Q: I recently met a pretty well-known Pagan author and speaker at a local event. I’ve read all her books and her work has been inspirational to me for years. I was so excited to meet her, and I walked away from it so disappointed! She was nothing like I had imagined and nothing like her books come across! I feel like my years practicing and studying her books have been stolen from me and that I’ve been lied to by someone who presented themselves in a totally false way. I’ve been so depressed and lost since this happened, like I’m in mourning. Do you have any advice to help me move on without throwing in the towel on my spiritual path? How do I deal with this?
A: In a way, you are in mourning. You had imagined what this “trusted mentor” was like, and now that hope and fantasy has been shattered. This supposed person of wisdom and authority didn’t live up to your ideal expectations. And now you have to let this ideal vision go and accept the truth. When it involves something as intimate as one’s spirituality, it can seem like an even bigger loss.
Unfortunately, most people who have looked up to authors and teachers/mentors hit this point. Sometimes the student surpasses their teacher, or simply has learned all they can. While the relationship doesn’t necessarily have to be severed, it does need to evolve and grow. How this takes place is up to the individuals, and no two situations are completely alike. But people are creatures of habit, and any disruption to that or major upheaval (i.e. growth!) tends to be unsettling to most of us. Even when there’s wonderful new adventures on the horizon, a part of us grieves for the past. It’s natural to feel sad or nostalgic, so long as you don’t let it stop you from branching out and trying new things!
On the other more questionable side of things, sometimes we learn that a teacher or author isn’t the good or knowledgeable person they presented his or herself as. Whether their books are simply well-written regurgitations of common knowledge or other people’s work, or it turns out they were blatantly incorrect, it can be a hard pill to swallow. Just because an author is really good at putting words to paper, or a teacher is exceptionally personable, doesn’t make them automatically a “good” person. If you went to the event imagining perfection, you unfortunately were setting yourself up for disappointment.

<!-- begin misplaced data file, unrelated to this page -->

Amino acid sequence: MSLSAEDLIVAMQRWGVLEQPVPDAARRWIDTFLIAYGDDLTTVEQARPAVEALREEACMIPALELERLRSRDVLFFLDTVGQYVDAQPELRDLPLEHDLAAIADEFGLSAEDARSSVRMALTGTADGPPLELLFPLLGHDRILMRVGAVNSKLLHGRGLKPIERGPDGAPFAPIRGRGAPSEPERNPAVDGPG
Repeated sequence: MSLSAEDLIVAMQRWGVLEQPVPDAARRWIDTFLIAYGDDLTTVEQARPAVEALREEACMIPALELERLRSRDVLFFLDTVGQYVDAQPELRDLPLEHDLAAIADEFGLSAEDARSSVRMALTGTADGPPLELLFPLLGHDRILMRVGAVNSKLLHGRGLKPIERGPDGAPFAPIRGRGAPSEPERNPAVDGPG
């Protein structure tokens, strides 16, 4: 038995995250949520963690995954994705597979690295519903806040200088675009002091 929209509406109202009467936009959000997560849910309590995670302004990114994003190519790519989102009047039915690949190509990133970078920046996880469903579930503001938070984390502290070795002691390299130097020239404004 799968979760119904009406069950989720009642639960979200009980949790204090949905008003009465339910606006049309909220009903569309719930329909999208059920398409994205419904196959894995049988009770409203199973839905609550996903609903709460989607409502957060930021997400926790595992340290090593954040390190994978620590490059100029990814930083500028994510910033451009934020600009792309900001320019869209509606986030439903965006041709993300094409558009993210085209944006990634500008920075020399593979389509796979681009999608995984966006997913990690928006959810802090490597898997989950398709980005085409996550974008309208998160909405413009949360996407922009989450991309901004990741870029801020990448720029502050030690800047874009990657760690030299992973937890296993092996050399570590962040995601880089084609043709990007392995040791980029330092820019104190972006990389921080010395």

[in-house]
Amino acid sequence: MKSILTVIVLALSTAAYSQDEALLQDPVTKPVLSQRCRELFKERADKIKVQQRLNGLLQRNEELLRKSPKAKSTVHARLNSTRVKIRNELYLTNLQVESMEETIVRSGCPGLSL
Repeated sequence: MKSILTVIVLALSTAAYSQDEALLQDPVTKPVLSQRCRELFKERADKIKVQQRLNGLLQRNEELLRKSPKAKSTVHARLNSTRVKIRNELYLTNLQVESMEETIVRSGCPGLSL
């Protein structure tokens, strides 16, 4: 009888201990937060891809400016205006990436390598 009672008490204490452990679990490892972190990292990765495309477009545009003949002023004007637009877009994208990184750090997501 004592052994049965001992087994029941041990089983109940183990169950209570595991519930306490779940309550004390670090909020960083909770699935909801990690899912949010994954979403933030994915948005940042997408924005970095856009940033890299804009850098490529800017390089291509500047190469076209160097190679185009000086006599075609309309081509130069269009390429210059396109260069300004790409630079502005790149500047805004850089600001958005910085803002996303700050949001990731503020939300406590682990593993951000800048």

Other things to consider are the event or situation itself. Maybe she was having a bad day? Maybe the venue or host wasn’t what SHE was expecting? Or perhaps there’s just a personality conflict that doesn’t show through in her writing? If any of these scenarios seem likely, I’d just chalk it up to learning your mentor is still human after all, with all the same shortcomings as the rest of us. Continue to enjoy her work, and if you come across something that seems incorrect or doesn’t jive with you, then bypass that part and accept that you don’t have to agree with everything they write.
Now, there is a darker side to all of this that sometimes comes into play. On occasion you will run into authors or teachers who are only in it for the money and the ego. They may have talent or personality, but it’s wasted on amassing followers and fortune. Maybe they don’t really live by their well-worded writings and only write what they think sounds good at the time and what people will want to hear (buy). Or they just make up their teachings as they go, never really following any logic or teaching any actual, viable, useable information. Some speakers out there follow the misguided “teach to obscure, teach to confuse” outdated school of thought. Sometimes it’s a need to be needed and personal insecurities that come into play: they fear if they teach their audience real tools, then they won’t “need” them anymore and they will lose students/clients/paying customers and will no longer be relevant.
To put it very, very bluntly, some authors/teachers are really just nasty, insufferable people in person, or are just full of crap. This can be the hardest type of situation to deal with. And unfortunately there’s no pleasant way to move forward from this kind of revelation. It can be heartbreaking and infuriating. Allow yourself to feel this way if you need to.
I still feel that it’s possible to enjoy the author’s work, as long as you accept them for what they are and take their words with a grain of salt. You don’t have to necessarily like them as a person to like how they write. However, if you can’t make this distinction or if the author is really just an unethical, unscrupulous person, there is absolutely nothing wrong with getting rid of their work and no longer giving them your business or recommendation. Do a major cleansing and purification to release the negativity and sadness you’re feeling. While you can’t “un-learn” what you’ve read of theirs, you can make the conscious decision to change your path. Take what you have learned, what you’ve experienced, and create your own! That’s where magic and spirituality truly lives–not on some teacher’s words, but in your own heart and mind!